The Paper Daughters of Chinatown by Heather B. Moore

♦This post contains affiliate links. You don’t pay any extra, and I make a small commission.♦

♦Please see my Disclosure tab for more information.♦

Book Review of The Paper Daughters of Chinatown by Heather B. Moore

Before I began reading this book, I had never heard of Paper Daughters. I don’t know if many have heard of these women. Allow me to explain. In the late 19th century and early 20th centuries, men from China immigrated to the United States to try and find jobs. Many of these men ended up in California working either in gold mines or on the railroads. Housing conditions were either rough or very expensive, and so many of the women stayed in China to take care of families. There were also other things like heavy taxes and anti-immigration laws that made it difficult or impossible for Chinese women to immigrate to the United States.

In 1882, Congress enacted the Chinese Exclusion at of 1882. This law banned Chinese laborers from immigrating for 10 years. This law was renewed every 10 years until 1943. However, to help better relations with the Chinese, there were some exceptions to this law. They included students, Chinese officials, teachers, travelers, and merchants. This loophole allowed Chinese people, including women, to come to the United States.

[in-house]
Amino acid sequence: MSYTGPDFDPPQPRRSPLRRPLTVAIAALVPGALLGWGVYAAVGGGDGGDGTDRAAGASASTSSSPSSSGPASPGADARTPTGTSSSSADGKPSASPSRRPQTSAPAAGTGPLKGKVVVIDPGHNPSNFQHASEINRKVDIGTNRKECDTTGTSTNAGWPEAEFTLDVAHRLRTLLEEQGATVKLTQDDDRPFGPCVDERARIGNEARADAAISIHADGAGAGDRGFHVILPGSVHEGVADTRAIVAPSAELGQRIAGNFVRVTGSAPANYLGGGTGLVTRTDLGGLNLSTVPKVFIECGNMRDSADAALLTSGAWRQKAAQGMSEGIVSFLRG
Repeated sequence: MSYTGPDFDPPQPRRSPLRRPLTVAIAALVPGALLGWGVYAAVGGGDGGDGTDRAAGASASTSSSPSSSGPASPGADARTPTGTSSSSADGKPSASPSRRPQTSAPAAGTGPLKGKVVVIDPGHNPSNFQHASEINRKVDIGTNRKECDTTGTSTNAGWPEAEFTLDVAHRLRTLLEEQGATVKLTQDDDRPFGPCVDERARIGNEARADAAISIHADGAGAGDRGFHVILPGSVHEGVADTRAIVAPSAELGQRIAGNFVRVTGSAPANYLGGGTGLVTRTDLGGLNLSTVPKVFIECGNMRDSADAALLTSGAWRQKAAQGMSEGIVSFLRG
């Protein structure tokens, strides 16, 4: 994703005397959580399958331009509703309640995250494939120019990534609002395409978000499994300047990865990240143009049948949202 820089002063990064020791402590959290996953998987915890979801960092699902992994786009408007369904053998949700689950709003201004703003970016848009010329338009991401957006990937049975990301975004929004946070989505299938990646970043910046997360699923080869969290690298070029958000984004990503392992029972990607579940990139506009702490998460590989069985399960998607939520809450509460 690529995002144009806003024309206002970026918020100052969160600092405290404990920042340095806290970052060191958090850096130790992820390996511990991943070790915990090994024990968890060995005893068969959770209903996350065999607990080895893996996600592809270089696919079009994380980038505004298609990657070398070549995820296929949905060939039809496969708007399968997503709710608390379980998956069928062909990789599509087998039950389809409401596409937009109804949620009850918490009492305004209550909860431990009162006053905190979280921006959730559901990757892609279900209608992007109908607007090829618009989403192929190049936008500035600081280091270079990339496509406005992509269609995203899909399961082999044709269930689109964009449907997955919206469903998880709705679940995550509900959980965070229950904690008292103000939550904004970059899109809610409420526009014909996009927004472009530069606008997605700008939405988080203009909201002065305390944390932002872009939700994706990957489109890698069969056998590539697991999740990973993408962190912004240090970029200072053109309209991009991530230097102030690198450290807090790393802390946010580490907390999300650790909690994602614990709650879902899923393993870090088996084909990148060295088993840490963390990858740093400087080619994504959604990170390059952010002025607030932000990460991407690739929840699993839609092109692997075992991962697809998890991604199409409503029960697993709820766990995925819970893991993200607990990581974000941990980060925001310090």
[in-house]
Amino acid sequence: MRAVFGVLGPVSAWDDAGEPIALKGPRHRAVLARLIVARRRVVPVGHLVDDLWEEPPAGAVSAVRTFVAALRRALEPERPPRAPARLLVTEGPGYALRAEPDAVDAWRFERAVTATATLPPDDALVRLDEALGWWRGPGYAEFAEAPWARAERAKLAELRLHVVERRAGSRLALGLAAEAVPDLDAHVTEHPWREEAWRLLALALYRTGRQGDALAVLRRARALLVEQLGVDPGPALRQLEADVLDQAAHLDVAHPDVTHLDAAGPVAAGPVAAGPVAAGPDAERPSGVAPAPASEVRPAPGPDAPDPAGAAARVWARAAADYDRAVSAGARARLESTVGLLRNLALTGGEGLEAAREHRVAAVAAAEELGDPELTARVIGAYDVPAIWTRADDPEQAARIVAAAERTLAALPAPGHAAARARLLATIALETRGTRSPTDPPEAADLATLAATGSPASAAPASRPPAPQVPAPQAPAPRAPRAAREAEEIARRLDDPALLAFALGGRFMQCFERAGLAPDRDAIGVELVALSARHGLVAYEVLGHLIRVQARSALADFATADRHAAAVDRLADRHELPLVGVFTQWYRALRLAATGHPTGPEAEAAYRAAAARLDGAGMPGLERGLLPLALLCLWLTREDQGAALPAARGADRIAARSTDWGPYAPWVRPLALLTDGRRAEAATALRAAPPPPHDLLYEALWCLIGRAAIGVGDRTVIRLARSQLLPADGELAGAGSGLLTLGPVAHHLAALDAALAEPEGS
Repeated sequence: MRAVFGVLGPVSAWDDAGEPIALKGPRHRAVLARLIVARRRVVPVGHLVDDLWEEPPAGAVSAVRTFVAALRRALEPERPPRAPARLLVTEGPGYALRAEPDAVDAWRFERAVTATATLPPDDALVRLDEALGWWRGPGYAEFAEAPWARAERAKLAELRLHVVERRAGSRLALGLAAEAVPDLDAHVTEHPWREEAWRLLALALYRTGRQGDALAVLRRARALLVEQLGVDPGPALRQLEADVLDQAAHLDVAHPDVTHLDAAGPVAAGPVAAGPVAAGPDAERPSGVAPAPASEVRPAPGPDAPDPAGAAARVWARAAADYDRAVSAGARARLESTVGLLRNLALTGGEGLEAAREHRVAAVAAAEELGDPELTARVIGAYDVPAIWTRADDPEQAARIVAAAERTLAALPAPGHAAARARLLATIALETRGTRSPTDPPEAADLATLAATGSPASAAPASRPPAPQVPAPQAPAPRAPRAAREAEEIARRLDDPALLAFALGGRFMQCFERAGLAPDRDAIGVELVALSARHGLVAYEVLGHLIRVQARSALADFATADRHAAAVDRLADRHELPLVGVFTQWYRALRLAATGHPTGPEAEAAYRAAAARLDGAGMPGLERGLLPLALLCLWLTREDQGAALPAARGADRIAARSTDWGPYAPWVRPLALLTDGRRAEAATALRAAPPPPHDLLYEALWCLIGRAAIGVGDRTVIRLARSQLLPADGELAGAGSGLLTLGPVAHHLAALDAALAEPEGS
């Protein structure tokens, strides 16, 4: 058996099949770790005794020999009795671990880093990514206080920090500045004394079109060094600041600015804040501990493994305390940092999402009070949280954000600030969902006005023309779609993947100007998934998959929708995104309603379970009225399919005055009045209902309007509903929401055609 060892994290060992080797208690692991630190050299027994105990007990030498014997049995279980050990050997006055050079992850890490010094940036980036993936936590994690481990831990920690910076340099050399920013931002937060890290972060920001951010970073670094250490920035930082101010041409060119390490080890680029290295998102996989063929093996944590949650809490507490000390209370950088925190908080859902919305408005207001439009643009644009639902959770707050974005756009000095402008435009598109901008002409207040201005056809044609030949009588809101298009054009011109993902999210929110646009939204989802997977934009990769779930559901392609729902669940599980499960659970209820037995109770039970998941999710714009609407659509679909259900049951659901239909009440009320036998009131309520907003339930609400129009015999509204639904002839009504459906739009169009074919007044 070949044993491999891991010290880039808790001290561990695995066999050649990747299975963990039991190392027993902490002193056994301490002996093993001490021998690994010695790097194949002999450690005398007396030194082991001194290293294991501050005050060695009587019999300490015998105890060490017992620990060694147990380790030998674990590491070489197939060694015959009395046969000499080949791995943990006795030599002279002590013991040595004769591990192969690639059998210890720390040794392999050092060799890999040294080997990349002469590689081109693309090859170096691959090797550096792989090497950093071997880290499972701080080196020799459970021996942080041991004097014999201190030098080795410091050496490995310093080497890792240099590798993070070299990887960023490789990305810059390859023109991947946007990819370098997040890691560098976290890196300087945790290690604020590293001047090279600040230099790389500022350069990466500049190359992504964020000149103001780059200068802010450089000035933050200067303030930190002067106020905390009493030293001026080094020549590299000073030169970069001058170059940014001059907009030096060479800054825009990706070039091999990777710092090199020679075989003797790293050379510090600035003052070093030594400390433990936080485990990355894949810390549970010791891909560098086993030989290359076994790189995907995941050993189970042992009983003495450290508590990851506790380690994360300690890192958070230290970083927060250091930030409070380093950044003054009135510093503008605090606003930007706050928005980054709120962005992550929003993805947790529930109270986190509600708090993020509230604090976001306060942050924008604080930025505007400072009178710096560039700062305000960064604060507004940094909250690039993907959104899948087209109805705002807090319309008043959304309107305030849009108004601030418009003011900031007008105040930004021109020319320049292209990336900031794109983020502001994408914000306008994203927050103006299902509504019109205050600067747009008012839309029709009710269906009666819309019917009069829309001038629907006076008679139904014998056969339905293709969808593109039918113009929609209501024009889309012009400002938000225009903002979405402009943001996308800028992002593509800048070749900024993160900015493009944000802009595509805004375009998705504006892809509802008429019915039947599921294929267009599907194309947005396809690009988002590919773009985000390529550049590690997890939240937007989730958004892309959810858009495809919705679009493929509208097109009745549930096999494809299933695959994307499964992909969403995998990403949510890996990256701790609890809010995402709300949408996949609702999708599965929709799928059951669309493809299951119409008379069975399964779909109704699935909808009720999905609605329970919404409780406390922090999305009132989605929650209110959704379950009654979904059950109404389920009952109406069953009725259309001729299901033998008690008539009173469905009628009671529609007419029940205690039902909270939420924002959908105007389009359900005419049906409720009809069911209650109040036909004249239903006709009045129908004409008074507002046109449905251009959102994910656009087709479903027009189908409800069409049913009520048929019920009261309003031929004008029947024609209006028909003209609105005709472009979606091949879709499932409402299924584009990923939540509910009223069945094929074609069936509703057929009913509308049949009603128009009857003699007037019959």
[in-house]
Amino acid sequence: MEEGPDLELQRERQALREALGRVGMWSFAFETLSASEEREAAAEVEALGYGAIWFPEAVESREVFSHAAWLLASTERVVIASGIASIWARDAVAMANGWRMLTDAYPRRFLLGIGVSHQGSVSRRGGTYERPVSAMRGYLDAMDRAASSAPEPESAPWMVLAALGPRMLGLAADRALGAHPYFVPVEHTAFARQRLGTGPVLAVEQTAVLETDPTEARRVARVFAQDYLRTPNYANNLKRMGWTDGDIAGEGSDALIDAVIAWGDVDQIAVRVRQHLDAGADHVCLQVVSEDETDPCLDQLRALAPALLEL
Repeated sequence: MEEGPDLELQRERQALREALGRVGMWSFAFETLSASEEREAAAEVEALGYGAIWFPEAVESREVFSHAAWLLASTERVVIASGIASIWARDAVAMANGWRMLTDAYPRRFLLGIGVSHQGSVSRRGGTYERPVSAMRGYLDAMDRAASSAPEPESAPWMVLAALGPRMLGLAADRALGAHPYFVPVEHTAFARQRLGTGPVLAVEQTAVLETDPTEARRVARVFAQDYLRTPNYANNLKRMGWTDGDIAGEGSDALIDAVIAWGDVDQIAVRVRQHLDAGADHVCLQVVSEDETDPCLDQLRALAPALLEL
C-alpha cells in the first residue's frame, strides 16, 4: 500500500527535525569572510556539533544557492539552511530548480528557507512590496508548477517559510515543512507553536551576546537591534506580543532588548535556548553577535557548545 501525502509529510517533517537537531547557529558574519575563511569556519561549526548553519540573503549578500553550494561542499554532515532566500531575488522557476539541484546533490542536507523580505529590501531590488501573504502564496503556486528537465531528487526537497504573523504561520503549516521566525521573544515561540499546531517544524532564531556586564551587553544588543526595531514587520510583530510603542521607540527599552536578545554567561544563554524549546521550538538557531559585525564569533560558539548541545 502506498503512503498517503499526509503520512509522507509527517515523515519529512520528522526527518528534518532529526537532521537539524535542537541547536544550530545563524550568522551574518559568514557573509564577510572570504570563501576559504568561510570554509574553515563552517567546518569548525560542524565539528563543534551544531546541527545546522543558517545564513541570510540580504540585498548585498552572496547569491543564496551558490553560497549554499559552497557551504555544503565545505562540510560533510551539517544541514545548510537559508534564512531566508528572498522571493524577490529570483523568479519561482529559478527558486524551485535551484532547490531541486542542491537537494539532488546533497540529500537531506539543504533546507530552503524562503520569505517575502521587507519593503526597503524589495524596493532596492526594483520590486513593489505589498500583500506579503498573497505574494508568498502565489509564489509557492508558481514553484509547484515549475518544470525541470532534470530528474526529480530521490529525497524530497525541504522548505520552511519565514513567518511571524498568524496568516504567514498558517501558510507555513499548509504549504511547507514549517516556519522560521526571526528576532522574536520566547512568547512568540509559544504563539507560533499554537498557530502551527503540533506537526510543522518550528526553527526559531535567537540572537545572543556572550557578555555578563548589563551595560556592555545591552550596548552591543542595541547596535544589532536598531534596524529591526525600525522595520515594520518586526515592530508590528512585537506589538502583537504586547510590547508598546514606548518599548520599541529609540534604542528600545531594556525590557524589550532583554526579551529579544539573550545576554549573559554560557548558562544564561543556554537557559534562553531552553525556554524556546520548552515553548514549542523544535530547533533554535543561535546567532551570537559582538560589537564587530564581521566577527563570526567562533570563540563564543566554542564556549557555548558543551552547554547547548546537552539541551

With many men in their communities, and very few women, men were not able to “be intimate,” if you know what I mean. This situation set up a deplorable new trade in the United States: selling Chinese women as prostitutes. Human slavery. These disgusting people would find poor families in China and tell their families that there was a wealthy man in the U.S. that wanted to marry their daughter, and that he would give her a good life. These women would come to the U.S. with hopes and dreams of a good life, only to find depravity and degradation. They would find themselves addicted to opium and enslaved as a prostitute.

How did they use the loophole to get these women here? Well, they would tell the officials that these women were daughters of men already here. So, on paper, they were daughters. Hence the name paper daughters. Honestly, I cannot believe that situations like this went on then, and it blows my mind that it can still be going on today. It turns my stomach and makes me ill.

Thankfully, today we have amazing groups like Operation Underground Railroad to help. In the late 19th century and early 20th century, they had Donaldina Cameron and the women of the Occidental Mission Home. I wish I had learned of Donaldina Cameron a long time ago. She’s a true American hero.